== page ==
Tidelines Welcomes Guest Columnist, Carrie Moores, Marketing & Communication Specialist, BIFMC

Carrie Moores, Media & Communications Specialist at the Barrier Islands Free Medical Carrie-copyClinic, will share a monthly commentary on the non-profit medical facility located at 3226 Maybank Highway, Johns Island.  History, profiles, patient stories, events, and volunteer spotlights (like her initial piece below) will provide our readership with a closer look at the quality medical care provided for patients-at no cost.

Barrier Islands Free Medical Clinic provides free, high quality and compassionate primary care to hundreds of uninsured patients who live or work on Johns, James, and Wadmalaw Islands. Our free clinic is able to serve the residents and workers of our Lowcountry community thanks to the commitment of our volunteer physicians, nurses, and staff. Cynthia Cronk, Johns Island resident and Human Resources volunteer at BIFMC, shares why she chose to dedicate her time to the Clinic – and her philosophy on the nature of volunteering.

Cynthia Cronk, BIFMC Volunteer

How did you learn about BIFMC? Were you actively looking for volunteer opportunities at the time? When I retired and moved to Charleston, I looked actively for volunteer work that was at least “useful”. Volunteer work should be ‘necessary work’ – regardless of the level of the position. I was not looking for HR work as a volunteer but the opportunity presented and I jumped. For me, it has been fun to do HR in a small organization – a contrast from my previous position, but a good one.

What is your background in healthcare? My background is in human resources, though I had volunteered in the Santa Barbara ER every Saturday night for about 6 years…it was great! Saturday night in an ER is always a side-show – so that was fun – but mostly I loved it because I was doing work that needed to be done such as managing the waiting room hysterics, running labs, changing beds, filling the blanket warmers, stocking carts for the techs, taking moms in labor to Obstetrics – it was work that if I did it, the techs and nurses could do their legitimate ‘skilled’ work. So for me, it was not the level of the work, but the need for the work to be done – by someone.

How has volunteer work had an impact on your life? Volunteers come from a wide background of life experiences. In my case, I had recently retired from an active and dynamic job and a job I loved. Retirement itself typically requires some adjustment. My interest in pursuing volunteer work was to primarily do something that was useful for the organization and for the clients served by that organization. For me, BIFMC provides that – I am able to provide some benefit to the organization and in return I am part of something very special. I see the staff and cadre of medical and support volunteers offer their services in professional and compassionate ways to patients and their families. Every person who comes to the clinic is treated with respect and is afforded medical treatment with full dignity. It’s inspiring to be part of the volunteer ‘mix’ at BIFMC.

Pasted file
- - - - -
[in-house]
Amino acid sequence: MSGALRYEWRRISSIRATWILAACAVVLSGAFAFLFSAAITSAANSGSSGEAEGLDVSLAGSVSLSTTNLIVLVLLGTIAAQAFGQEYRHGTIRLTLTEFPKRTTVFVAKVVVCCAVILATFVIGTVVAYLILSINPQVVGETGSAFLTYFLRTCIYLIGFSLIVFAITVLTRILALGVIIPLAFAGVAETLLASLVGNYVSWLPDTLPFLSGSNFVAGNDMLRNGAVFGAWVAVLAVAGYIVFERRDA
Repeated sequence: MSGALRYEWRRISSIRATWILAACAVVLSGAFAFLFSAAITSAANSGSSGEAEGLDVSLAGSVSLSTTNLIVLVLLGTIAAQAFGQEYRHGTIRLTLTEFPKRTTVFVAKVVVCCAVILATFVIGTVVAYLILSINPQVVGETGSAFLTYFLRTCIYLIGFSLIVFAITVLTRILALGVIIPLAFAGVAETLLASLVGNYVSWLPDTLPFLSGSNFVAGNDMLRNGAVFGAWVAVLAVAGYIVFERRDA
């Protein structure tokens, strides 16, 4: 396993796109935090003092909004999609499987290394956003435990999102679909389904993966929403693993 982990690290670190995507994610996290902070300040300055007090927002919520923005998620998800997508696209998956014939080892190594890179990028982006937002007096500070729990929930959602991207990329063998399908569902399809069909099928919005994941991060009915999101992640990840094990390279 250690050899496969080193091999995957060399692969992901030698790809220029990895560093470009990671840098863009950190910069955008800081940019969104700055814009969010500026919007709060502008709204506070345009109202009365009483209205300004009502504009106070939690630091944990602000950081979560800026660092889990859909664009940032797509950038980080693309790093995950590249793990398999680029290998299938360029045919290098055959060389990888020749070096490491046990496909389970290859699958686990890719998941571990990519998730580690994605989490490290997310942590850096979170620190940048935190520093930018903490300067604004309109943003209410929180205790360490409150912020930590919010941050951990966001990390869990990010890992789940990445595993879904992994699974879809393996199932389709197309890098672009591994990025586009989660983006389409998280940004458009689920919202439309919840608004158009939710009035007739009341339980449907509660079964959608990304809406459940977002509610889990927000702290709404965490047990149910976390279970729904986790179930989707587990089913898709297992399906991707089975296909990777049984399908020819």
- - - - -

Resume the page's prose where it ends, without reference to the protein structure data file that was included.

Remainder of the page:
What would you say is the biggest misconception about the uninsured? I think the biggest misconception that I held was that the uninsured are unemployed. I had an experience recently that speaks to this misconception: I was checking out at a local grocery store a few weeks ago and had an engaging cashier – friendly, helpful, good at her job. In the course of our conversation, she mentioned she was soon to get off the grocery store shift but then she had to go to her second job. I inquired “…so you have 2 jobs?” She smiled and replied, “…actually I have 3 jobs – you know, to make ends meet.” I thought often since about that conversation. This woman had 3 jobs, none of which provided health insurance and probably none a very good hourly wage.

There is another group of patients whose circumstances change – and leave them without benefits and sometimes employment. They may have had a good job with health care benefits but then something dramatic occurs…the company closes, the employee gets seriously ill or has to quit to take care of an elderly parent or sick child. Suddenly these people are without insurance and therefore the medical care needed.

There are no true stereotypes when it comes to people who need health care but lack sufficient income and insurance. BIFMC does a wonderful job evaluating every patient’s circumstances in an effort to be able to offer compassionate health care that every person deserves.

What advice would you give to those considering volunteering their time or donating a gift to the clinic? Try it! See if the experience suits you. And, keep in mind there are options for volunteers at the clinic. If you are a medical volunteer, the most obvious (and needed) work will be to work as a nurse or doctor. If you want to volunteer in a support capacity, the clinic needs front office administrative help and Spanish language interpreters. But they also need help with fundraising, business services, community outreach and so much more. So, if you’re considering BIFMC as a place to volunteer, get in touch with key staff at the clinic who can describe the work, the skills needed and the opportunities available.

If you are considering donating a gift, I can tell you with certainty that BIFMC regards every gift as a contribution to advance the mission of the clinic. Those in leadership at BIFMC are untiring stewards of all the funds that come into the clinic through gifts, grants and donations. Proudly and responsibly, for every dollar donated to the clinic, 86 cents goes directly to patient care.

-Submitted by Carrie Moores

Marketing & Communications Specialist, BIFMC


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